Beauty, Brains & Brooms. (Part 1)
Posted on October 10, 2014
A week ago today I was invited to witness first hand a major market clean up activity at the Korogocho market. What made this event unique was that part of the labor force doing the clean up work consisted of five beautiful lasses who are competing for the Miss Tourism Nairobi title. Now, every time you hear of beauty pageants, what comes into mind? A set of girls dolled up with tons of makeup and flashy outfits walking down a runway, right? Or better still I know you are conjuring images of young girls sitting gracefully in a make up parlor having pedicures while someone else fusses with their hair. Hey, whatever girly thing beauty pageants do…what I witnessed this past Friday was a sharp contrast to my vivid and heavenly imagination of the ideal surrounding of beauty queens. If you have been to Korogocho Market (it was my first time being there), you know how it looks. It’s crowded with traders and labor boys (also known as KYMs’) all busy trying to eek out a living from their day-to-day activities. This was the destination of our beauty queens. In place of their prized stilettos, they wore knee high gumboots because they treaded in mud like an off road wheeler. They had to cover their well-manicured nails with rubber gloves because they had to stick their hands in murky trash. And their powdered noses were embraced with a gas mask because needless to say, murky trash produces a murky stench. Stinging stench I must stress. Quite literally, the beauty queens were brought down to earth as they spent a whole day engaged in a clean up day that was quite epic. So his is how it all began.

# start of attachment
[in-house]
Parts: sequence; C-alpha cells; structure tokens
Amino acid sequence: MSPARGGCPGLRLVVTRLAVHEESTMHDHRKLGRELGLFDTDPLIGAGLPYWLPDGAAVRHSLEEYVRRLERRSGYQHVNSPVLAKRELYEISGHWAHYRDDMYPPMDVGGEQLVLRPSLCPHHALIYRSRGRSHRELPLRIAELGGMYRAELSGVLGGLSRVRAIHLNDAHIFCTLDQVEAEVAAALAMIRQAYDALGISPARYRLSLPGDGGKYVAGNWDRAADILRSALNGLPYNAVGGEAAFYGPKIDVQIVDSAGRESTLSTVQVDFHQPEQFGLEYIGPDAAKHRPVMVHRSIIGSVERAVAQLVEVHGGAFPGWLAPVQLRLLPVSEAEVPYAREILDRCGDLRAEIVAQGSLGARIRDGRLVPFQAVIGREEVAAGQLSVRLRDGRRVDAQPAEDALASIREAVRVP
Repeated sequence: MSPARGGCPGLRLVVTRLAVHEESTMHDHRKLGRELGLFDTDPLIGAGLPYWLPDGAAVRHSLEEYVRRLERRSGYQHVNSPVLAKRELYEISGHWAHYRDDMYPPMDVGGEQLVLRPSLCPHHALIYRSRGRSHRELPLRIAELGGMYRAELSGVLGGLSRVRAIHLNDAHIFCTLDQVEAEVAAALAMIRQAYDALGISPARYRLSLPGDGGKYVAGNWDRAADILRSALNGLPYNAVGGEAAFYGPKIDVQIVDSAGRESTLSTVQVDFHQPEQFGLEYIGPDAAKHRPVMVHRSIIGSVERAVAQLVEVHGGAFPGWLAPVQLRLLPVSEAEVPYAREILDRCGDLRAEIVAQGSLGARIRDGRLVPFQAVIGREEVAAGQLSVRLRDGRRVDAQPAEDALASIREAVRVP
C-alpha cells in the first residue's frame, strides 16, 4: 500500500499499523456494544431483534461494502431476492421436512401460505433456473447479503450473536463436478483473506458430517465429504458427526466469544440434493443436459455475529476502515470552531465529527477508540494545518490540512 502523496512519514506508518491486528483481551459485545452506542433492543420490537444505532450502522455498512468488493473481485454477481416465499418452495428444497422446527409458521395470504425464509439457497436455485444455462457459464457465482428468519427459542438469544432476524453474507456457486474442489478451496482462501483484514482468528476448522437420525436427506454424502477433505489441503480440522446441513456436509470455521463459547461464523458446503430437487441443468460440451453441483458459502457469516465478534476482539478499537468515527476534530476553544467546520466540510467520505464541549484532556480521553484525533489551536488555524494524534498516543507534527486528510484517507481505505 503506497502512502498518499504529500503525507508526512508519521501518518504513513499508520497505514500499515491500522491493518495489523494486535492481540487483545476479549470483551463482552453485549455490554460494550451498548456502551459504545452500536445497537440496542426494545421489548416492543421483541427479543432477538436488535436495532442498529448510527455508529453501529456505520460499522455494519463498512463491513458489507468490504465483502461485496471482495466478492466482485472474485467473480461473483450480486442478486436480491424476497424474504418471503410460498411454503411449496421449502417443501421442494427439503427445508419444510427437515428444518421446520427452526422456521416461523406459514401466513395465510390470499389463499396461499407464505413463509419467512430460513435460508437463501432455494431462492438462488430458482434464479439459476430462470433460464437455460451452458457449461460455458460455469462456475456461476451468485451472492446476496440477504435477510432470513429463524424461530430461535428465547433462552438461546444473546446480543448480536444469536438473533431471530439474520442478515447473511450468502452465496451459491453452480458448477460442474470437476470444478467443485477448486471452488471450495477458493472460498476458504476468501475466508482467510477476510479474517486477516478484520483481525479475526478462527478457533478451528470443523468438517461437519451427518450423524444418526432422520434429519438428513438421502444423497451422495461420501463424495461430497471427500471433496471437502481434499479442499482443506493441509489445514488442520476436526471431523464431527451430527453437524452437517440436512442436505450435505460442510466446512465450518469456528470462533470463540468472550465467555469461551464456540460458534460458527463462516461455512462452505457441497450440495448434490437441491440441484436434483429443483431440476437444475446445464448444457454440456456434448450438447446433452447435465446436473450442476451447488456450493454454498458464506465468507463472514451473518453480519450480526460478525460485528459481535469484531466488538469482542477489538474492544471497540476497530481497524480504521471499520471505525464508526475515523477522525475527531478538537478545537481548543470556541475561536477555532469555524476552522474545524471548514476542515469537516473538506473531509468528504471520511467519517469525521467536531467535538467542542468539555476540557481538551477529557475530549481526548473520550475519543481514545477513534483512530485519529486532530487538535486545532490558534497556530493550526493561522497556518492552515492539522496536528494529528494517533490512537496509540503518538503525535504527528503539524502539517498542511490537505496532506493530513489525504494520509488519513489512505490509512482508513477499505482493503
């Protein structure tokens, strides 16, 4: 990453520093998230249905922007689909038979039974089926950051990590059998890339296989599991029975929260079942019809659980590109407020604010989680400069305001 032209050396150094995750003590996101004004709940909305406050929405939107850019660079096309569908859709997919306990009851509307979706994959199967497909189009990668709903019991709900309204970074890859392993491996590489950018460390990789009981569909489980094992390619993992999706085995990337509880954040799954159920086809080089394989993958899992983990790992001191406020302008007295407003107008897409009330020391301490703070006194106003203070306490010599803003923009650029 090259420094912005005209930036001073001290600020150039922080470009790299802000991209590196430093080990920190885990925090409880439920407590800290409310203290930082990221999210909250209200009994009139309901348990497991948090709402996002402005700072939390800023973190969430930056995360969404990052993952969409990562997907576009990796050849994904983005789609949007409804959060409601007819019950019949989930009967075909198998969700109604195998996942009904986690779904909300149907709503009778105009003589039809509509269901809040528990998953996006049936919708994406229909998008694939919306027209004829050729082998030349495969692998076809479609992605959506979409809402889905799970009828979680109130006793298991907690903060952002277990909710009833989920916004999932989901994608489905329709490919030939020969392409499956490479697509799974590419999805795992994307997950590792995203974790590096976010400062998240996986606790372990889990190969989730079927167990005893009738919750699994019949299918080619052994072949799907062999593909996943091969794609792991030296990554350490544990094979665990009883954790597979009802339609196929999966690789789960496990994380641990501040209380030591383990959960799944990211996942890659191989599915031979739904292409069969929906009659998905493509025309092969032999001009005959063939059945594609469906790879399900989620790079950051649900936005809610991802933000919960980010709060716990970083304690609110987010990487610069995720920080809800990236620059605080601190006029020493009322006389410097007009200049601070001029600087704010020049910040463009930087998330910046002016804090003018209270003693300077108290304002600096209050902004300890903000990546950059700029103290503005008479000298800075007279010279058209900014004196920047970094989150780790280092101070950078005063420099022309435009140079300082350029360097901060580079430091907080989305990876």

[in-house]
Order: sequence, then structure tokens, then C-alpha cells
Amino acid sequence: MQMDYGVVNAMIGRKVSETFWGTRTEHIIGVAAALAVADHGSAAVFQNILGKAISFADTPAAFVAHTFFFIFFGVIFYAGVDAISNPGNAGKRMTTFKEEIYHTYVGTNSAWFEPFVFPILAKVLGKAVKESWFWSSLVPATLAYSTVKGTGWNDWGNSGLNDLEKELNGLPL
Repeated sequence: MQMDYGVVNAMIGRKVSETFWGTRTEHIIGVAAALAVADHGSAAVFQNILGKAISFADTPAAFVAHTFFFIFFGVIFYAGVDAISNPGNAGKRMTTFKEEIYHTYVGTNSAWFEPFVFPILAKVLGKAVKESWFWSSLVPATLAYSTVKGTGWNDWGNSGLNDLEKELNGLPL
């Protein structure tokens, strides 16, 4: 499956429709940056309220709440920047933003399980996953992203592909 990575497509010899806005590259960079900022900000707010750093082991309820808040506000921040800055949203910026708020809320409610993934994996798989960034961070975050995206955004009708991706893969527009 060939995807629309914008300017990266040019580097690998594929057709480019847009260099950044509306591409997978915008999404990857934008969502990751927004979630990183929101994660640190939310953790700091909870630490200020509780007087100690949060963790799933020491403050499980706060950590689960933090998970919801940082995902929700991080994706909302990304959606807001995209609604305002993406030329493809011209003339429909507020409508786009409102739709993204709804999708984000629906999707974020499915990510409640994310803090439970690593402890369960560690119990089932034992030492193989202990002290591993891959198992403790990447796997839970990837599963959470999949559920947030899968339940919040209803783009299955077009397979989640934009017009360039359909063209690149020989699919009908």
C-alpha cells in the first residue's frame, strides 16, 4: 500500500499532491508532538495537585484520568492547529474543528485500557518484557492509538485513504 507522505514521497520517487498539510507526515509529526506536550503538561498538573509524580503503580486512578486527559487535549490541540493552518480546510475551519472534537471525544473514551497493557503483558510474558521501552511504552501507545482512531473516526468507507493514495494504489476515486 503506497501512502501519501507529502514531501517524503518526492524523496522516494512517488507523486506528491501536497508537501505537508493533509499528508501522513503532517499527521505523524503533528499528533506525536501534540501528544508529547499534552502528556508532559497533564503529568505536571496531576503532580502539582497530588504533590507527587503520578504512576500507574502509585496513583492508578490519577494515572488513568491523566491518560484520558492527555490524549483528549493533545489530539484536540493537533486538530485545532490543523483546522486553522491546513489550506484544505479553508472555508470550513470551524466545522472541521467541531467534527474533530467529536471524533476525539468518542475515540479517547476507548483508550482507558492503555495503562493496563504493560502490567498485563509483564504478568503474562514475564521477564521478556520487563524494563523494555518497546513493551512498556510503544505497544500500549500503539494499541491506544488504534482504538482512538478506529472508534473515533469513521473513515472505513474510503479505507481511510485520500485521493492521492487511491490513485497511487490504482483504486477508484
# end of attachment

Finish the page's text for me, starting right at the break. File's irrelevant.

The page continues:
Miss Tourism Kenya is a national, regional and international youth competition geared towards promoting the six pillars that greatly contribute in building the economy of our nation through tourism. All 47 counties produce a county representative each to compete for the main title of Miss Tourism Kenya. So for our story, we will specifically highlight Nairobi County where our five clean up girls are competing. So Miss Tourism Nairobi was launched on 8th August 2014 at Ole-Sereni Lodge along Mombasa road. The target group was females aged between 21 to 28 years of age. I will spare you the details of the audition process and tedious girl selections, but at this level of the competition, there are a total of 17 girls each representing the 17 wards of Nairobi. The 17 contestants were divided into four groups of four girls, with one group having an extra girl. The groups were sent to different companies for one-day internships. All this was facilitated by African Urban Entertainment, the official franchise company for Miss Tourism Kenya 2014. And one of the organizations African Urban Identified to host the girls was Farm Concern International (FCI). So I had the good fortune of being invited by FCI to be part of the one day internship with the five beautiful contestants. I got there to find the girls all dressed up and looking fabulous! There was a beam of sunlight on their faces and I could tell they were ready to face off the task ahead of them. The girls were hosted at the organization’s office and briefed on what FCI does. I’ll not spare you the details this time and I will get to the hard facts of what this noble organization is doing.